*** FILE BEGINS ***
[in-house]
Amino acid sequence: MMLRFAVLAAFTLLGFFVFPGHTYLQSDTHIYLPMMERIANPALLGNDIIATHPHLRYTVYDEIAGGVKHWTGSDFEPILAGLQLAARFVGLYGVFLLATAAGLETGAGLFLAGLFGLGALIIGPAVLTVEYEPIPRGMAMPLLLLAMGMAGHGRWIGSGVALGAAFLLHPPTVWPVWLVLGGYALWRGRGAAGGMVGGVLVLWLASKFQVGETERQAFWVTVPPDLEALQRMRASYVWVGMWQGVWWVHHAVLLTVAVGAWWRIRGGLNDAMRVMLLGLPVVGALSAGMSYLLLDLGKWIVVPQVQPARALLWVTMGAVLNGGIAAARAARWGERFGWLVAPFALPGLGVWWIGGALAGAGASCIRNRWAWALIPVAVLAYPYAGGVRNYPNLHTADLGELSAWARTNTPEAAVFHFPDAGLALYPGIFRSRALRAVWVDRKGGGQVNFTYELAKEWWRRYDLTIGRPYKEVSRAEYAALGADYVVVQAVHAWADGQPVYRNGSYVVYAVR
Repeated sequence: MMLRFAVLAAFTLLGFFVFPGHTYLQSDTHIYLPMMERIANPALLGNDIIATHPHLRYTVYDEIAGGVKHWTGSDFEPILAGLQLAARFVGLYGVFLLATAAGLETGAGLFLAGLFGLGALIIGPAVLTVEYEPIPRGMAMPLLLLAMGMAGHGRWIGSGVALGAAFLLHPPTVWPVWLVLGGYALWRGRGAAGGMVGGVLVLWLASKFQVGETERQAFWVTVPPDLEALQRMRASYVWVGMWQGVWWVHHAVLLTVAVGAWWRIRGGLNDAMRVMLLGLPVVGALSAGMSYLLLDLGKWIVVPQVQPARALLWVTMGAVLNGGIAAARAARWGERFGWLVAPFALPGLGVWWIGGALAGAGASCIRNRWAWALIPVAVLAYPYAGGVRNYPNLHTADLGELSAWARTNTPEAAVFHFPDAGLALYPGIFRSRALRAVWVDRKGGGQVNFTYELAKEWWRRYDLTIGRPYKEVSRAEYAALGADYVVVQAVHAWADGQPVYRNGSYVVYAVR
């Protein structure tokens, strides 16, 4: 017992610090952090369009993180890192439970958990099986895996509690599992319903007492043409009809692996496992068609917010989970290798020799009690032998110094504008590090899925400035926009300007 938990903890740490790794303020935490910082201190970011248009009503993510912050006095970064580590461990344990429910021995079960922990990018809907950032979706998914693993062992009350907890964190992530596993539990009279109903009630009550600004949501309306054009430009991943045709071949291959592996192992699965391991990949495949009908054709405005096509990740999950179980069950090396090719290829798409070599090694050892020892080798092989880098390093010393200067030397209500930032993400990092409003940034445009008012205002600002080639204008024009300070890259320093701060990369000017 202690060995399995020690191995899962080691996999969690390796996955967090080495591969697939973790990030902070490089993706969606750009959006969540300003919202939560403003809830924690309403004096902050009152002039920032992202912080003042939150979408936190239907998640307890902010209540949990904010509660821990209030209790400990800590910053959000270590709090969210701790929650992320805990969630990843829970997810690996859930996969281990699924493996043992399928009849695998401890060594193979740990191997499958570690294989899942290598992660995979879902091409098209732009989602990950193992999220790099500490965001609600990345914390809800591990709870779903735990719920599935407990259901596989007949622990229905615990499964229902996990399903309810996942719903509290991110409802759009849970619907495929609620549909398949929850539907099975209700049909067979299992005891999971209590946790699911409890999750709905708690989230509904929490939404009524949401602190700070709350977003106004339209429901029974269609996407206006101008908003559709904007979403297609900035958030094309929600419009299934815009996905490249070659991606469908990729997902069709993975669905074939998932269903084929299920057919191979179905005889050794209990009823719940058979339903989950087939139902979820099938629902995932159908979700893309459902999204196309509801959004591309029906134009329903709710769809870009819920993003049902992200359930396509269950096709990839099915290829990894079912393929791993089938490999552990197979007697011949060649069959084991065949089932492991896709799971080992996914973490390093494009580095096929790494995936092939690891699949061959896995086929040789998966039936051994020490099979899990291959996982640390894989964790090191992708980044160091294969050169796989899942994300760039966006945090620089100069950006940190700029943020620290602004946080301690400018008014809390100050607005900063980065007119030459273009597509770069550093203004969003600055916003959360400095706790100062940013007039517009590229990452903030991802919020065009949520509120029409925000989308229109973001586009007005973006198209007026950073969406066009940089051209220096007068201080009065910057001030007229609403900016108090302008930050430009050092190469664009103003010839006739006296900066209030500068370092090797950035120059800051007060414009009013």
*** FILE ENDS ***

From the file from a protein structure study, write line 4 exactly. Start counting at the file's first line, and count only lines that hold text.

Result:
């Protein structure tokens, strides 16, 4: 017992610090952090369009993180890192439970958990099986895996509690599992319903007492043409009809692996496992068609917010989970290798020799009690032998110094504008590090899925400035926009300007 938990903890740490790794303020935490910082201190970011248009009503993510912050006095970064580590461990344990429910021995079960922990990018809907950032979706998914693993062992009350907890964190992530596993539990009279109903009630009550600004949501309306054009430009991943045709071949291959592996192992699965391991990949495949009908054709405005096509990740999950179980069950090396090719290829798409070599090694050892020892080798092989880098390093010393200067030397209500930032993400990092409003940034445009008012205002600002080639204008024009300070890259320093701060990369000017 202690060995399995020690191995899962080691996999969690390796996955967090080495591969697939973790990030902070490089993706969606750009959006969540300003919202939560403003809830924690309403004096902050009152002039920032992202912080003042939150979408936190239907998640307890902010209540949990904010509660821990209030209790400990800590910053959000270590709090969210701790929650992320805990969630990843829970997810690996859930996969281990699924493996043992399928009849695998401890060594193979740990191997499958570690294989899942290598992660995979879902091409098209732009989602990950193992999220790099500490965001609600990345914390809800591990709870779903735990719920599935407990259901596989007949622990229905615990499964229902996990399903309810996942719903509290991110409802759009849970619907495929609620549909398949929850539907099975209700049909067979299992005891999971209590946790699911409890999750709905708690989230509904929490939404009524949401602190700070709350977003106004339209429901029974269609996407206006101008908003559709904007979403297609900035958030094309929600419009299934815009996905490249070659991606469908990729997902069709993975669905074939998932269903084929299920057919191979179905005889050794209990009823719940058979339903989950087939139902979820099938629902995932159908979700893309459902999204196309509801959004591309029906134009329903709710769809870009819920993003049902992200359930396509269950096709990839099915290829990894079912393929791993089938490999552990197979007697011949060649069959084991065949089932492991896709799971080992996914973490390093494009580095096929790494995936092939690891699949061959896995086929040789998966039936051994020490099979899990291959996982640390894989964790090191992708980044160091294969050169796989899942994300760039966006945090620089100069950006940190700029943020620290602004946080301690400018008014809390100050607005900063980065007119030459273009597509770069550093203004969003600055916003959360400095706790100062940013007039517009590229990452903030991802919020065009949520509120029409925000989308229109973001586009007005973006198209007026950073969406066009940089051209220096007068201080009065910057001030007229609403900016108090302008930050430009050092190469664009103003010839006739006296900066209030500068370092090797950035120059800051007060414009009013």